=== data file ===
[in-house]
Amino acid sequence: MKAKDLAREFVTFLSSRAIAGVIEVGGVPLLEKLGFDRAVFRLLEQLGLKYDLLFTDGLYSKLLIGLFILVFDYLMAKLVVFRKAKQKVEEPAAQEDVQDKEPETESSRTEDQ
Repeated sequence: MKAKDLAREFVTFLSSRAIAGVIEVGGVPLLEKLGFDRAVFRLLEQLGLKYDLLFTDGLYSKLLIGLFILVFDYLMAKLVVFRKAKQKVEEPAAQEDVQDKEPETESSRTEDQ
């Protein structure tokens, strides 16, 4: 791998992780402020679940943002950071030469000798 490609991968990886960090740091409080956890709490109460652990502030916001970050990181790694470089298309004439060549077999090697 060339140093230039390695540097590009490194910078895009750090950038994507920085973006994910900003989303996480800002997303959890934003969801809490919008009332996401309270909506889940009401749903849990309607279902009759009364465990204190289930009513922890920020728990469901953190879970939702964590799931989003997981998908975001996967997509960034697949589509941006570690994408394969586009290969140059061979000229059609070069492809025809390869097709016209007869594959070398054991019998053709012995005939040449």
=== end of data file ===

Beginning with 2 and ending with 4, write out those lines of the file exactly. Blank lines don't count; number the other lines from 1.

Amino acid sequence: MKAKDLAREFVTFLSSRAIAGVIEVGGVPLLEKLGFDRAVFRLLEQLGLKYDLLFTDGLYSKLLIGLFILVFDYLMAKLVVFRKAKQKVEEPAAQEDVQDKEPETESSRTEDQ
Repeated sequence: MKAKDLAREFVTFLSSRAIAGVIEVGGVPLLEKLGFDRAVFRLLEQLGLKYDLLFTDGLYSKLLIGLFILVFDYLMAKLVVFRKAKQKVEEPAAQEDVQDKEPETESSRTEDQ
């Protein structure tokens, strides 16, 4: 791998992780402020679940943002950071030469000798 490609991968990886960090740091409080956890709490109460652990502030916001970050990181790694470089298309004439060549077999090697 060339140093230039390695540097590009490194910078895009750090950038994507920085973006994910900003989303996480800002997303959890934003969801809490919008009332996401309270909506889940009401749903849990309607279902009759009364465990204190289930009513922890920020728990469901953190879970939702964590799931989003997981998908975001996967997509960034697949589509941006570690994408394969586009290969140059061979000229059609070069492809025809390869097709016209007869594959070398054991019998053709012995005939040449």